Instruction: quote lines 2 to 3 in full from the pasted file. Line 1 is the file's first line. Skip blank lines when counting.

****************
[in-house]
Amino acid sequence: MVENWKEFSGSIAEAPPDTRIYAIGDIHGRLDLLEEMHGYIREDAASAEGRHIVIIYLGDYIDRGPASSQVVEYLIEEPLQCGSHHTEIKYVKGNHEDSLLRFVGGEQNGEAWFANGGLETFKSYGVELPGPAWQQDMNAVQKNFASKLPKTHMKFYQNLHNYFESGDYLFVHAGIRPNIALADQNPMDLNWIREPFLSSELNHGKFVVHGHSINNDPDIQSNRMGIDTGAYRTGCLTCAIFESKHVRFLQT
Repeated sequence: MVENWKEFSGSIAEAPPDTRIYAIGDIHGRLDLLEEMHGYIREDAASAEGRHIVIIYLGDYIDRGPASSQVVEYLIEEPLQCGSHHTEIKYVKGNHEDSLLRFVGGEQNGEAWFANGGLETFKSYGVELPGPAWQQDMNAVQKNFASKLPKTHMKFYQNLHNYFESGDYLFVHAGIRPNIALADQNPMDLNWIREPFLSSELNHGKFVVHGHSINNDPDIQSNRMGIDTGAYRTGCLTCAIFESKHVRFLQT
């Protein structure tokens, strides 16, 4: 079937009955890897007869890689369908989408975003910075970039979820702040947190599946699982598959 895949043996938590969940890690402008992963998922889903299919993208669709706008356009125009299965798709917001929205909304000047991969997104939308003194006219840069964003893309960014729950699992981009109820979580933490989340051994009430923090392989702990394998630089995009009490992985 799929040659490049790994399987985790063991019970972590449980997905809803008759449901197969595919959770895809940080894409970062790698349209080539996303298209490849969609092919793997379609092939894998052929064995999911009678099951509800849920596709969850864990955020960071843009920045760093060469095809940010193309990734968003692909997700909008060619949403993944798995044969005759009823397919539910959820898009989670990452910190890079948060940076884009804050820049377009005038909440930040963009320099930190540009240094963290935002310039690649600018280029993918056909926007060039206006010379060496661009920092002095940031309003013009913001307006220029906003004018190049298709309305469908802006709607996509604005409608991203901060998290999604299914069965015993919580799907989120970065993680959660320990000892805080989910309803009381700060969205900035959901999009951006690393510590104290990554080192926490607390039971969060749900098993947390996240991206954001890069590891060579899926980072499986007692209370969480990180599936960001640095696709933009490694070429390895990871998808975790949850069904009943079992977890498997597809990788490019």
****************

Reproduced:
Amino acid sequence: MVENWKEFSGSIAEAPPDTRIYAIGDIHGRLDLLEEMHGYIREDAASAEGRHIVIIYLGDYIDRGPASSQVVEYLIEEPLQCGSHHTEIKYVKGNHEDSLLRFVGGEQNGEAWFANGGLETFKSYGVELPGPAWQQDMNAVQKNFASKLPKTHMKFYQNLHNYFESGDYLFVHAGIRPNIALADQNPMDLNWIREPFLSSELNHGKFVVHGHSINNDPDIQSNRMGIDTGAYRTGCLTCAIFESKHVRFLQT
Repeated sequence: MVENWKEFSGSIAEAPPDTRIYAIGDIHGRLDLLEEMHGYIREDAASAEGRHIVIIYLGDYIDRGPASSQVVEYLIEEPLQCGSHHTEIKYVKGNHEDSLLRFVGGEQNGEAWFANGGLETFKSYGVELPGPAWQQDMNAVQKNFASKLPKTHMKFYQNLHNYFESGDYLFVHAGIRPNIALADQNPMDLNWIREPFLSSELNHGKFVVHGHSINNDPDIQSNRMGIDTGAYRTGCLTCAIFESKHVRFLQT